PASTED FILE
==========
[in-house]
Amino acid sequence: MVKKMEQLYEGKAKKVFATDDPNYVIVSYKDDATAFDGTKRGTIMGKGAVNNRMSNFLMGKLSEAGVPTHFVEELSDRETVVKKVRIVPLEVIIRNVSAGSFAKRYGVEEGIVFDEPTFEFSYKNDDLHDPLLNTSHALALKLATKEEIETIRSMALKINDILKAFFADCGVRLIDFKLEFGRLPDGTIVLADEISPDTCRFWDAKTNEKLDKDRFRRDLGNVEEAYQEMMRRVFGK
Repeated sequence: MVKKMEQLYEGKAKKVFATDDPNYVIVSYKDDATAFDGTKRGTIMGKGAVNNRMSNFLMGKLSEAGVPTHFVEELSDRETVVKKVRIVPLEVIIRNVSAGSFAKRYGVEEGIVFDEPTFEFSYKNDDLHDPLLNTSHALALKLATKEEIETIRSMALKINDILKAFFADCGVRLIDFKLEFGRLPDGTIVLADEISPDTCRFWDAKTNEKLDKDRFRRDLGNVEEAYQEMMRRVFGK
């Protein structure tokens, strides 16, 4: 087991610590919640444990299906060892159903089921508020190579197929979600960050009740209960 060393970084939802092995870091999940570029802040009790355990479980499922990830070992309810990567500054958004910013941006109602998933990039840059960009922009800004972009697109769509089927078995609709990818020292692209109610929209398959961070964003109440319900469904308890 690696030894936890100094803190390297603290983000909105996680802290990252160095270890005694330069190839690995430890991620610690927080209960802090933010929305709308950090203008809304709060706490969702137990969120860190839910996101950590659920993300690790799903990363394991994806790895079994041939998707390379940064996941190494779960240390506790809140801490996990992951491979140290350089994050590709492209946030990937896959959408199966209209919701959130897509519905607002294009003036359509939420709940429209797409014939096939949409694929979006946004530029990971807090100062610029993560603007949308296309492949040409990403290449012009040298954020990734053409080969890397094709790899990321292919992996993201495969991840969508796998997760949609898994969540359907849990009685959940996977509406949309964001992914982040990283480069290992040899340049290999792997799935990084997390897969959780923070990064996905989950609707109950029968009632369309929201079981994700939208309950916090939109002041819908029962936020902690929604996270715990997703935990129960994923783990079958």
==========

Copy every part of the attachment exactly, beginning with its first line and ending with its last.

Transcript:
[in-house]
Amino acid sequence: MVKKMEQLYEGKAKKVFATDDPNYVIVSYKDDATAFDGTKRGTIMGKGAVNNRMSNFLMGKLSEAGVPTHFVEELSDRETVVKKVRIVPLEVIIRNVSAGSFAKRYGVEEGIVFDEPTFEFSYKNDDLHDPLLNTSHALALKLATKEEIETIRSMALKINDILKAFFADCGVRLIDFKLEFGRLPDGTIVLADEISPDTCRFWDAKTNEKLDKDRFRRDLGNVEEAYQEMMRRVFGK
Repeated sequence: MVKKMEQLYEGKAKKVFATDDPNYVIVSYKDDATAFDGTKRGTIMGKGAVNNRMSNFLMGKLSEAGVPTHFVEELSDRETVVKKVRIVPLEVIIRNVSAGSFAKRYGVEEGIVFDEPTFEFSYKNDDLHDPLLNTSHALALKLATKEEIETIRSMALKINDILKAFFADCGVRLIDFKLEFGRLPDGTIVLADEISPDTCRFWDAKTNEKLDKDRFRRDLGNVEEAYQEMMRRVFGK
């Protein structure tokens, strides 16, 4: 087991610590919640444990299906060892159903089921508020190579197929979600960050009740209960 060393970084939802092995870091999940570029802040009790355990479980499922990830070992309810990567500054958004910013941006109602998933990039840059960009922009800004972009697109769509089927078995609709990818020292692209109610929209398959961070964003109440319900469904308890 690696030894936890100094803190390297603290983000909105996680802290990252160095270890005694330069190839690995430890991620610690927080209960802090933010929305709308950090203008809304709060706490969702137990969120860190839910996101950590659920993300690790799903990363394991994806790895079994041939998707390379940064996941190494779960240390506790809140801490996990992951491979140290350089994050590709492209946030990937896959959408199966209209919701959130897509519905607002294009003036359509939420709940429209797409014939096939949409694929979006946004530029990971807090100062610029993560603007949308296309492949040409990403290449012009040298954020990734053409080969890397094709790899990321292919992996993201495969991840969508796998997760949609898994969540359907849990009685959940996977509406949309964001992914982040990283480069290992040899340049290999792997799935990084997390897969959780923070990064996905989950609707109950029968009632369309929201079981994700939208309950916090939109002041819908029962936020902690929604996270715990997703935990129960994923783990079958």